Carbonyl group

In organic chemistry, a carbonyl group is a functional group composed of a carbon atom double-bonded to an oxygen atom: C=O. It is common to several classes of organic compounds, as part of many larger functional groups. A compound containing a carbonyl group is often referred to as a carbonyl compound.[1]

A ketone compound containing a carbonyl group (C=O)

The term carbonyl can also refer to carbon monoxide as a ligand in an inorganic or organometallic complex (a metal carbonyl, e.g. nickel carbonyl).

The remainder of this article concerns itself with the organic chemistry definition of carbonyl, where carbon and oxygen share a double bond.

Carbonyl compoundsEdit

In organic chemistry, a carbonyl group characterizes the following types of compounds:

Compound Aldehyde Ketone Carboxylic acid Carboxylate ester Amide
Structure          
General formula RCHO RCOR' RCOOH RCOOR' RCONR'R''
Compound Enone Acyl halide Acid anhydride Imide
Structure        
General formula RC(O)C(R')CR''R''' RCOX (RCO)2O RC(O)N(R')C(O)R''
 
Carbon dioxide

Other organic carbonyls are urea and the carbamates, the derivatives of acyl chlorides chloroformates and phosgene, carbonate esters, thioesters, lactones, lactams, hydroxamates, and isocyanates. Examples of inorganic carbonyl compounds are carbon dioxide and carbonyl sulfide.[citation needed]

A special group of carbonyl compounds are dicarbonyl compounds, which can exhibit special properties.

Structure and reactivityEdit

For organic compounds, the length of the C-O bond does not vary widely from 120 picometers. Inorganic carbonyls have shorter C-O distances: CO, 113; CO2, 116; and COCl2, 116 pm.[2]

The carbonyl carbon is typically electrophilic. A qualitative order of electrophilicity is RCHO (aldehydes) > R2CO (ketones) > RCO2R' (esters) > RCONH2 (amides). A variety of nucleophiles attack, breaking the carbon-oxygen double bond.

Interactions between carbonyl groups and other substituents were found in a study of a protein called collagen.[3] Substituents can affect carbonyl groups by addition or subtraction of electron density by means of a sigma bond.[4] ΔHσ values are much higher when the substituents on the carbonyl group are more electronegative than carbon.[4]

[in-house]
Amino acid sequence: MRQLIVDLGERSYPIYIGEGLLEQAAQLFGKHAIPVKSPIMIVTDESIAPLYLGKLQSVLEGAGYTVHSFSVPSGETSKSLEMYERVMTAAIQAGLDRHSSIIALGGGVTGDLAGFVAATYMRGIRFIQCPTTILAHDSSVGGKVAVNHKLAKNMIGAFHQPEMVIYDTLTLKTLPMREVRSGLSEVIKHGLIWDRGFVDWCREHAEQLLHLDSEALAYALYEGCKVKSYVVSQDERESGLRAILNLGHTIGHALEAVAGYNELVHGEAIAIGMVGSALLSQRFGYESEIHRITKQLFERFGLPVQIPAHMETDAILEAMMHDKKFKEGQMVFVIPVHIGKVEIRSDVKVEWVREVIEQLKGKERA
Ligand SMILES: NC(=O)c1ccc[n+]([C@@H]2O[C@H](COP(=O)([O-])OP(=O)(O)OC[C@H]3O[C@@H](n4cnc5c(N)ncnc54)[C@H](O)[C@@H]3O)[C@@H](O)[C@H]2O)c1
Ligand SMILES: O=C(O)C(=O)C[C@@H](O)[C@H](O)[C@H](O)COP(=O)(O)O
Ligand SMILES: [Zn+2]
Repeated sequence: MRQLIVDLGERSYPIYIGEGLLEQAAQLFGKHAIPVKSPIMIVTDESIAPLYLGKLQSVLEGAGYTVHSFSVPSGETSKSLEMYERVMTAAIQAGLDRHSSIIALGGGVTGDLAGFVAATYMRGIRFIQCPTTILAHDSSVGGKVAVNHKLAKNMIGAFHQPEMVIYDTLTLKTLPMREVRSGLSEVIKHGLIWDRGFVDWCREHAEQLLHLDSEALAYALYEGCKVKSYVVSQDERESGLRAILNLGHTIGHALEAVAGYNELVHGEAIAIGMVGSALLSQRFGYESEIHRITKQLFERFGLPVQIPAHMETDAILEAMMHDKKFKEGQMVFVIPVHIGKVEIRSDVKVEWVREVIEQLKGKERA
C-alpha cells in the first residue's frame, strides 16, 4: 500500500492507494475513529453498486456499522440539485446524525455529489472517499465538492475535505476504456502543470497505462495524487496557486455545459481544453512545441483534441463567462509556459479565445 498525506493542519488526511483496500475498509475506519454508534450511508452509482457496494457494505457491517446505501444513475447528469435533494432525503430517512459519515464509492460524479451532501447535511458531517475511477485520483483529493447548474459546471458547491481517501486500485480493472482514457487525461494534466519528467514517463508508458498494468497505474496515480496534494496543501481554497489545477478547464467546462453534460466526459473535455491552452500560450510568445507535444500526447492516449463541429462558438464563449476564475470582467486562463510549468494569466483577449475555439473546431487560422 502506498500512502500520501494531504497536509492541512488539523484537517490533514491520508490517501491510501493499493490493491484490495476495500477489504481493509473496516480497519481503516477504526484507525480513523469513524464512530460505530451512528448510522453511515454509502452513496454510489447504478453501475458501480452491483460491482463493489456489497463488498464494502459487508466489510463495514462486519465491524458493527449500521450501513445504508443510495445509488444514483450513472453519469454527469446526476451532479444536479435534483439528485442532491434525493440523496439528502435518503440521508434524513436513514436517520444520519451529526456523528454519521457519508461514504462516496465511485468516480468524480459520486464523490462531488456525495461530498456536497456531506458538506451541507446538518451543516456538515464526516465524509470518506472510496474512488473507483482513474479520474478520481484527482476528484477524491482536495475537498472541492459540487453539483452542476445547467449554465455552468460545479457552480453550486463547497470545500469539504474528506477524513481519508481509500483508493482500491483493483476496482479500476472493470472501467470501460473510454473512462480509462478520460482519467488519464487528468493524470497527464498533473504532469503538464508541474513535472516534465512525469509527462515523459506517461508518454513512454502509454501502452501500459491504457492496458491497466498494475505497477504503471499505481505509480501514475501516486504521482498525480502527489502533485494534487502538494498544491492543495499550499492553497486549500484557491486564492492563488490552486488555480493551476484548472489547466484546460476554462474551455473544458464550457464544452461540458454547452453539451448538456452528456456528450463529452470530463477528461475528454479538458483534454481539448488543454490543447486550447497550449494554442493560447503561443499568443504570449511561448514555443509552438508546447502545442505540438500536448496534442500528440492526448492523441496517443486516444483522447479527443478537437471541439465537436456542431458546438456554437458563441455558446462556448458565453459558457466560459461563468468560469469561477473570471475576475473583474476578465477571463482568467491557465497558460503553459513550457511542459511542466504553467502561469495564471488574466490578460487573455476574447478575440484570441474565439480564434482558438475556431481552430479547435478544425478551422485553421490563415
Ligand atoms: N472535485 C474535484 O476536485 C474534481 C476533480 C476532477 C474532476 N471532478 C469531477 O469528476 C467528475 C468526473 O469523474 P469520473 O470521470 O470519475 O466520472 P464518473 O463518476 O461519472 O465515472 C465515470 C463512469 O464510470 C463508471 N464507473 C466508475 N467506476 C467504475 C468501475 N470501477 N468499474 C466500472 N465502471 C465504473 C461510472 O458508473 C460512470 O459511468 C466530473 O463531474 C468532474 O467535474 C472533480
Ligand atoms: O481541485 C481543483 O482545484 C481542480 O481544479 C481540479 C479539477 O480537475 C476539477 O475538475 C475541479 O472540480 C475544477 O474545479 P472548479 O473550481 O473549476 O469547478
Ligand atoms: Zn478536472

A carbonyl compound

The polarity of C=O bond also enhances the acidity of any adjacent C-H bonds. Due to the positive charge on carbon and the negative charge on oxygen, carbonyl groups are subject to additions and/or nucleophilic attacks. A variety of nucleophiles attack, breaking the carbon-oxygen double bond, and leading to addition-elimination reactions. Nucleophiliic reactivity is often proportional to the basicity of the nucleophile and as nucleophilicity increases, the stability within a carbonyl compound decreases.[5] The pKa values of acetaldehyde and acetone are 16.7 and 19 respectively,[6]

SpectroscopyEdit

  • Infrared spectroscopy: the C=O double bond absorbs infrared light at wavenumbers between approximately 1600–1900 cm−1(5263 nm to 6250 nm). The exact location of the absorption is well understood with respect to the geometry of the molecule. This absorption is known as the "carbonyl stretch" when displayed on an infrared absorption spectrum.[7] In addition, the ultraviolet-visible spectra of propanone in water gives an absorption of carbonyl at 257 nm.[8]
  • Nuclear magnetic resonance: the C=O double-bond exhibits different resonances depending on surrounding atoms, generally a downfield shift. The 13C NMR of a carbonyl carbon is in the range of 160–220 ppm.[citation needed]

See alsoEdit

ReferencesEdit

  1. ^ Saul Patai, ed. (1966). The Carbonyl Group. PATAI'S Chemistry of Functional Groups. Vol. 1. John Wiley & Sons. doi:10.1002/9780470771051. ISBN 9780470771051.Jacob Zabicky, ed. (1970). The Carbonyl Group. PATAI'S Chemistry of Functional Groups. Vol. 2. John Wiley & Sons. doi:10.1002/9780470771228. ISBN 9780470771228.
  2. ^ G. Berthier, J. Serre (1966). "General and Theoretical Aspects of the Carbonyl Group". In Saul Patai (ed.). The Carbonyl Group. PATAI'S Chemistry of Functional Groups. Vol. 1. John Wiley & Sons. pp. 1–77. doi:10.1002/9780470771051.ch1. ISBN 9780470771051.
  3. ^ Newberry, Robert W.; Raines, Ronald T. (2017-08-15). "The n→π* Interaction". Accounts of Chemical Research. 50 (8): 1838–1846. doi:10.1021/acs.accounts.7b00121. ISSN 0001-4842. PMC 5559721. PMID 28735540.
  4. ^ a b Wiberg, Kenneth B. (1999-11-01). "The Interaction of Carbonyl Groups with Substituents". Accounts of Chemical Research. 32 (11): 922–929. doi:10.1021/ar990008h. ISSN 0001-4842.
  5. ^ Lienhard, Gustav E.; Jencks, William P. (September 1966). "Thiol Addition to the Carbonyl Group. Equilibria and Kinetics1". Journal of the American Chemical Society. 88 (17): 3982–3995. doi:10.1021/ja00969a017. ISSN 0002-7863. PMID 5915153.
  6. ^ Ouellette, R.J. and Rawn, J.D. "Organic Chemistry" 1st Ed. Prentice-Hall, Inc., 1996: New Jersey. ISBN 0-02-390171-3
  7. ^ Mayo D.W., Miller F.A and Hannah R.W “Course Notes On The Interpretation of Infrared and Raman Spectra” 1st Ed. John Wiley & Sons Inc, 2004: New Jersey. ISBN 0-471-24823-1.
  8. ^ "Archived copy" (PDF). Archived from the original (PDF) on 2015-08-24. Retrieved 2015-07-11.{{cite web}}: CS1 maint: archived copy as title (link)

Further readingEdit